Amazing but true food facts

Published 10:00 pm Thursday, May 19, 2016

One subject that often comes up with clients is food. Today, I’d like share more amazing, but true food facts you might not know.

Here we go…There are more than 7,000 types of apples in the world. An apple is more proficient at waking you in the morning than coffee. Apples belong to the rose family, as do pears and plums.

Eating chocolate before studying or taking tests increases your chance of understanding information. Dark chocolate contains a chemical that our bodies convert to phenyl ethylamine, the same chemical secreted when we fall in love.

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The “ice cream” you see in ice cream ads is usually mashed potatoes, since ice cream would melt during production.

Pound cake got its name from its original recipe which called for a pound each of butter, eggs, sugar, and flour.

Oklahoma’s state vegetable is the watermelon. Watermelon is both a fruit and a vegetable. It’s a fruit because it grows from seed and has a sweet, refreshing taste. It’s a vegetable, because it is harvested and cleared from fields like other vegetables, and is a member of the same family as cucumber, pumpkins, and squash.

The pumpkin originated in Mexico about 9,000 years ago.

Lachanophobia is the fear of vegetables. Fructophobia is the fear of fruits. Arachibutyrobia is the fear of peanut butter sticking to the roof of your mouth.

The twists in pretzels are meant to look like arms crossed in prayer.

Sweet potatoes and yams are not the same thing.

The popsicle was invented by an 11-year-old girl in 1905.

The most popular carrots used to be purple. Carrots have zero fat content. The most expensive pizza in the world costs $12,000 and takes 72 hours to make. An average ear of corn has an even number of rows, usually 16.

Fast food restaurants use yellow, red, and orange because those are the colors that stimulate hunger. The 57 on the Heinz ketchup bottle represents the number of pickle types the company once had.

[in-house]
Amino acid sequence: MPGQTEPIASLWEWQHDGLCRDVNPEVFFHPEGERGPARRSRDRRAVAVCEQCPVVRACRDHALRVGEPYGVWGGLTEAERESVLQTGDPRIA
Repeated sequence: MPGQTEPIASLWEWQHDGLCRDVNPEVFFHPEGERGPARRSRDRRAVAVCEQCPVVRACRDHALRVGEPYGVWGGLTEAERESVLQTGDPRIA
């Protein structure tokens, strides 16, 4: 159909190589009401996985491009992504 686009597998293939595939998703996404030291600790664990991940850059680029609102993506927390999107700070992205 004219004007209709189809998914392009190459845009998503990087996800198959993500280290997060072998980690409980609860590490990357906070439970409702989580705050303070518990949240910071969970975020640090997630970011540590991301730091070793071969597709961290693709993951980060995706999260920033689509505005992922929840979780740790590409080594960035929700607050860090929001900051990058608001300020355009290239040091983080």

Lettuce is the second most popular fresh vegetable in the U.S.; tomatoes are number one. There are over 10,000 varieties of tomatoes. The word vegetable has no scientific definition, so its okay to call a tomato a vegetable. Lettuce is a member of the sunflower family.

Onion is Latin for “large pearl.” Onions are great for osteoporosis, because they destroy osteoclasts, bone cells which resorb bone tissue and weaken bones.

Grapefruit, watermelon, berries, celery, Greek yogurt, eggs, fish, coffee, and oatmeal are fat burning foods. Over 100 billion bananas are consumed world-wide each year, making bananas the fourth largest agricultural product in the world following only wheat, rice and corn. Bananas don’t actually grow on trees, but rather from a root structure that produces an above grown stem. A banana plant is an herb and a banana is actually classified as a berry.

For you Clemson fans…the color orange was named after this fruit. The word was adopted from the Spanish word “naaranji” which is derived from the Sanskrit word “narangaa” which means “orange tree.”

Diet or exercise question? Email me at David Crocker of Landrum has been a nutritionist and master personal trainer for 29 years. He served as strength director of the Spartanburg Y.M.C.A., head strength coach for the USC Upstate baseball team, the S.C. state champion girls gymnastic team, and the Converse college equestrian team. He served as a water safety instructor to the United States Marine Corps, lead trainer to L.H. Fields modeling agency, and taught for four semesters at USC Union. David was also a regular guest of the Pam Stone radio show.